The old saying says that the devil is in the details, meaning that problems in the details can ruin the whole project. When applied to novel-writing, it can refer to the following type of mistakes:
– He’s wearing jeans and a Cardinals t-shirt when they leave the house, but camo pants and an Army t-shirt when they arrive at the paintball field.
– A character has blue eyes at the beginning of the book and green eyes in the last quarter of the book.
– A character puts a diary away, then on the next page is still holding the diary.
None of these mistakes are huge, but readers notice them. If you have too many, readers may decide that if you (or your publisher)don’t have time to review the book carefully enough to find these types of errors, they might decide they don’t have time to read your books.
The tragedy of that is that these are preventable mistakes. Careful editing will catch the vast majority of them, but you can help yourself as well as your future publisher by catching as many as possible before you even submit the manuscript by keeping one or more of the following “cheat sheets.”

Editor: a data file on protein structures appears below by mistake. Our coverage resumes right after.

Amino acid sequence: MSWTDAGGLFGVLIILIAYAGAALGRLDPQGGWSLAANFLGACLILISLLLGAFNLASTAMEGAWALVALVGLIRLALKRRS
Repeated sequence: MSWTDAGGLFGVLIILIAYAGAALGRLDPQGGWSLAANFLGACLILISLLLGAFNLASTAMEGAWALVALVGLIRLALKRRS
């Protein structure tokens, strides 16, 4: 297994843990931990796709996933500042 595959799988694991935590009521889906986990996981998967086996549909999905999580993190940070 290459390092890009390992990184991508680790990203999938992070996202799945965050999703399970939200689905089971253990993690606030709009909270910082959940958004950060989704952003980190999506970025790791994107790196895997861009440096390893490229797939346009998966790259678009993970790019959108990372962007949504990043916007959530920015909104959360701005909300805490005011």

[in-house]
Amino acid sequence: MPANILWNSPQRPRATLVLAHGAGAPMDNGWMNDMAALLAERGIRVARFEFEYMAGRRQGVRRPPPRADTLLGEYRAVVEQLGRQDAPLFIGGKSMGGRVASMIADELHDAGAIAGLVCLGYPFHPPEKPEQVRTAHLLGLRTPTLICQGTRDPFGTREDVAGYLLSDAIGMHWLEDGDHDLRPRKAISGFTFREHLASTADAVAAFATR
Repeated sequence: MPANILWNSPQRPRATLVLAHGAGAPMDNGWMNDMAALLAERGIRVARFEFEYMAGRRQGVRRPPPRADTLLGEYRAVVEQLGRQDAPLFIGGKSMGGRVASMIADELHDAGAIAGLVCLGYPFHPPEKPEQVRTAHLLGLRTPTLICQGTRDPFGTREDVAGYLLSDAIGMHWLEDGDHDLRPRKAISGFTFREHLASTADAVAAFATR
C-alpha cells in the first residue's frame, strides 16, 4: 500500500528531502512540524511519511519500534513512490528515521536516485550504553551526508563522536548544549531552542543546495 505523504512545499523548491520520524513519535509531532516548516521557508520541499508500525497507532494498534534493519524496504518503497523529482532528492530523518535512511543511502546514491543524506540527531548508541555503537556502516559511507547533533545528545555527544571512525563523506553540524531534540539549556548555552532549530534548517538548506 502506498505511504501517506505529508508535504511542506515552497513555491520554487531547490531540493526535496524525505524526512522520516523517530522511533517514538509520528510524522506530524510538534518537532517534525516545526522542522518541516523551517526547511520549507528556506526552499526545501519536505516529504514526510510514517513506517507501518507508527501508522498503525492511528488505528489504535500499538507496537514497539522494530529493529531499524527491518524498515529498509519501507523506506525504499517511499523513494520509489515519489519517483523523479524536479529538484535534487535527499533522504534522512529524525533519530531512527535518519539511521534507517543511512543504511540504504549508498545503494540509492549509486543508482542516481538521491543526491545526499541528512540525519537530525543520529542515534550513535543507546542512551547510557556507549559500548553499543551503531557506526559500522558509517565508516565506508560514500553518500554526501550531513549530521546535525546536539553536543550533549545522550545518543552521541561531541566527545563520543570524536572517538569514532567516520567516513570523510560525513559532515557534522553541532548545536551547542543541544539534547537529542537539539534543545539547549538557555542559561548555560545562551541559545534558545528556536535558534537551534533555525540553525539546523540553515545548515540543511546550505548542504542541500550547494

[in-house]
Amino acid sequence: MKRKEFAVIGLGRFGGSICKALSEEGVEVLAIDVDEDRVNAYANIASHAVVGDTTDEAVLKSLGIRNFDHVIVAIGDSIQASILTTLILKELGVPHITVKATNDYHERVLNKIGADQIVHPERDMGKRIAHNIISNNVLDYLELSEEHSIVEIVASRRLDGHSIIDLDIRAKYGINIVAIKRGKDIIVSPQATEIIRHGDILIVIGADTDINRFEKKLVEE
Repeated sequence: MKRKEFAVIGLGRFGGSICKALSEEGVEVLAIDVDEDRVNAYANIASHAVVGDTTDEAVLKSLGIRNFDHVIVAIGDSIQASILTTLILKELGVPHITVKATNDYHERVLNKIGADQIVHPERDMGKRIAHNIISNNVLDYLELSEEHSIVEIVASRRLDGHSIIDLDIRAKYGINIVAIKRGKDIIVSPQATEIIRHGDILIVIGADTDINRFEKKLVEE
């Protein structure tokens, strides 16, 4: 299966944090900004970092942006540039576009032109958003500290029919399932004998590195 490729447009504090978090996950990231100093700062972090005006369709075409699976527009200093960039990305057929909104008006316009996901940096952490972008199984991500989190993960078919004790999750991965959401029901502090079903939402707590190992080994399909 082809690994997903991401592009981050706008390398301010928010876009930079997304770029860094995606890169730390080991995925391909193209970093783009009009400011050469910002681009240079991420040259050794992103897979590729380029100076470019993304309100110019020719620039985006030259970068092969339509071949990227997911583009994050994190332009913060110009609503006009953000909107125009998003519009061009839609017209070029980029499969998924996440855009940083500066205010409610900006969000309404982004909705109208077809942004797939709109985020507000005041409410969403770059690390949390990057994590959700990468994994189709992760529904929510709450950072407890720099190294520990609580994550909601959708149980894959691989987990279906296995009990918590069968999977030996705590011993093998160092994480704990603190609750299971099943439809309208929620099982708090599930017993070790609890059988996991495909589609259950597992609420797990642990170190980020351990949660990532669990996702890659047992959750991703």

For each major character and minor character who shows up at least semi-regularly, create a file to include the following information:
– all of the basic physical characteristics: name, height, body figure (stocky, slender, buff, etc.), hair and eye color, skin tone, any illnesses or other physical problems like a limp or a facial scar
– pertinent backstory basics mentioned in the story: street/city/subdivision, church, jobs held, hometown, etc.
– personal relationships mentioned: father, sister, cousin, neighbors, hair dresser, pastor, etc.
If it’s mentioned in the story, list it in the character file. These details can be easy to forget, but with a character file, you won’t have any trouble finding the detail you need.
Create a file (maybe one for each character) to keep track of details as they come up in the story.
– the type of dishware used: china, stoneware, plastic plates, etc.
– she wore a pink pants suit to church
– the neighbor across the street has a yippy Pomeranian
– the artwork on the character’s office walls
– the master bedroom has a huge walk-in closet
– the hero’s house has a one-car garage
List anything that might possibly come up again.
While some of the details might still slip past you, they will considerably cut back the likelihood that any will make it to the final, published version.